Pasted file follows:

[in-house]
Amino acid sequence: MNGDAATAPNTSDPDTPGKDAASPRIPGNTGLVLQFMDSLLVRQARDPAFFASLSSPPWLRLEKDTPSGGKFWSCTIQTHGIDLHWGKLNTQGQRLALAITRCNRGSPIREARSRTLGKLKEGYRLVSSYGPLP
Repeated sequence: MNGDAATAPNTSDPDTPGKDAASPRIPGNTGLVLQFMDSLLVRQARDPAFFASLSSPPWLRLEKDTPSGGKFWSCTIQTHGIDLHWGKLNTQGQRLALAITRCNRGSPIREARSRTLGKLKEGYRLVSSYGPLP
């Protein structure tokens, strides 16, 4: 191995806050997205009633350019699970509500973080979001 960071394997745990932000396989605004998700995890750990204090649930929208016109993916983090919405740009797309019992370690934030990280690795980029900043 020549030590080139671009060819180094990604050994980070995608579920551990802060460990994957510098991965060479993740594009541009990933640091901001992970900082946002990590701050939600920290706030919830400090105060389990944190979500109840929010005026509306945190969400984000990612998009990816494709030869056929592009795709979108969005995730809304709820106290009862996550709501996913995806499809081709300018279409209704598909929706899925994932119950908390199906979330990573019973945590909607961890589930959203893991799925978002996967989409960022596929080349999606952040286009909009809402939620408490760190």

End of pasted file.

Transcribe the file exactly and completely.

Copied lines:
[in-house]
Amino acid sequence: MNGDAATAPNTSDPDTPGKDAASPRIPGNTGLVLQFMDSLLVRQARDPAFFASLSSPPWLRLEKDTPSGGKFWSCTIQTHGIDLHWGKLNTQGQRLALAITRCNRGSPIREARSRTLGKLKEGYRLVSSYGPLP
Repeated sequence: MNGDAATAPNTSDPDTPGKDAASPRIPGNTGLVLQFMDSLLVRQARDPAFFASLSSPPWLRLEKDTPSGGKFWSCTIQTHGIDLHWGKLNTQGQRLALAITRCNRGSPIREARSRTLGKLKEGYRLVSSYGPLP
């Protein structure tokens, strides 16, 4: 191995806050997205009633350019699970509500973080979001 960071394997745990932000396989605004998700995890750990204090649930929208016109993916983090919405740009797309019992370690934030990280690795980029900043 020549030590080139671009060819180094990604050994980070995608579920551990802060460990994957510098991965060479993740594009541009990933640091901001992970900082946002990590701050939600920290706030919830400090105060389990944190979500109840929010005026509306945190969400984000990612998009990816494709030869056929592009795709979108969005995730809304709820106290009862996550709501996913995806499809081709300018279409209704598909929706899925994932119950908390199906979330990573019973945590909607961890589930959203893991799925978002996967989409960022596929080349999606952040286009909009809402939620408490760190």